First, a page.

The interest rate on a VA loan is determined by the lender themselves, so its important to shop around for a reputable lender who will give a great rate. There are a few factors that the buyer can influence to get the best rate available.
A higher credit score means that those analyzing financial data have determined that you are more likely to be able to make payments on a loan than someone with a lower score. A higher credit score makes you a less risky investment and lenders will often offer better terms.
Type of Loan
Using a VA loan, buyers are often able to get the most favorable terms available. This includes low interest rates.
Mortgages are often done for 15-year or 30-year payback times. A 15-year mortgage usually comes with lower interest rates than a 30-year mortgage.
Interest rates are set by the Federal Reserve, Treasury, and individual lenders. They can vary to reflect the risk of a particular borrower and situation, but must fall within limits set by the current market.
Rates can change based on market conditions. During your loan application, you will reach a point when your lender can lock in your rate. Once you lock in your rate, it will not go up. You generally need to have a reasonable idea of when you will close, or finalize your purchase, to determine when you can lock in your rate.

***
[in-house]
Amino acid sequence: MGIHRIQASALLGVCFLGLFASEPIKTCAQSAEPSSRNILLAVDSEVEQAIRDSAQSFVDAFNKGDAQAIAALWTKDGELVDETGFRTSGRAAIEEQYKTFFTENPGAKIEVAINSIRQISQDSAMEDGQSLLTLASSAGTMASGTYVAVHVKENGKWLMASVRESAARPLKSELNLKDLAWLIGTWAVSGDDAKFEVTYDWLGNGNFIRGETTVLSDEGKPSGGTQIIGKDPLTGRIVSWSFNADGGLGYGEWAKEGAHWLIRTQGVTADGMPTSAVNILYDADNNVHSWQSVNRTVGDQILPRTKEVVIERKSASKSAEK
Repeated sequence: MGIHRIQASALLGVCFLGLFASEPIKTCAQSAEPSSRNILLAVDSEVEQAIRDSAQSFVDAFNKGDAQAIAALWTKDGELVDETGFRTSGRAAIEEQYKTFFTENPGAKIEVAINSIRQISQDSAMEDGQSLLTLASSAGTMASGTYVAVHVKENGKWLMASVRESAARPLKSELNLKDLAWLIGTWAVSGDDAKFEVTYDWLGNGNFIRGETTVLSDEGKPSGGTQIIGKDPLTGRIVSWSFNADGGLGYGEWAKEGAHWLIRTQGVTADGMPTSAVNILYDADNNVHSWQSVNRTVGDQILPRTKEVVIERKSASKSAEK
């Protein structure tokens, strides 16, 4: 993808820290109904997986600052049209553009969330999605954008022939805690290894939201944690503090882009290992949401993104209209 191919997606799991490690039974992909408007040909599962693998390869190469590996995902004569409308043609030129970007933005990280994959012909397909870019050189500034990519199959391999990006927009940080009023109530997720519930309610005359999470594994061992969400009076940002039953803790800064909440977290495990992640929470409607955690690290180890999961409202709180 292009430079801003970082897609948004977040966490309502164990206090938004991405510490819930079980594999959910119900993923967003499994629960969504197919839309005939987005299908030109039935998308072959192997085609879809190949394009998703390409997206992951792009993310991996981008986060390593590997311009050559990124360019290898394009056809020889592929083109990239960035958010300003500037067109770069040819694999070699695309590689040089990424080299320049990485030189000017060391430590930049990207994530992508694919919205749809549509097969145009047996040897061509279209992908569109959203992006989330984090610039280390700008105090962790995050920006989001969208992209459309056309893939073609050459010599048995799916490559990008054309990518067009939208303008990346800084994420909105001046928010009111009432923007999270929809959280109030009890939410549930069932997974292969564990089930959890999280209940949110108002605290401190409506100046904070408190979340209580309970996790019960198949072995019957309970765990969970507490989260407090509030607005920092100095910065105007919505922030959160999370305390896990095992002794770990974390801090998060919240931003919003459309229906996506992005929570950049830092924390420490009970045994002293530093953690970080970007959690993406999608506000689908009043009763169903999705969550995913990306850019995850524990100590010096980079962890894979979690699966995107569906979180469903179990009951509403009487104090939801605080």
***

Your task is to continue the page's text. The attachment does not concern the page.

Is my rate the same as my APR?
Interest rate and APR are similar, but not exactly the same. Interest rate is the amount of additional money you will need to pay to your lender for the duration of borrowing money for your home purchase. APR includes additional fees incurred when you set up the loan and is almost always slightly higher to account for these additional expenses.
APR can include loan origination fees, closing costs, and discount points purchased, in additional to the actual interest rate costs.
When talking to multiple lenders, make sure to ask them what is included in your APR. The most common places to see differences between are in these fees, so it’s critical that you understand them.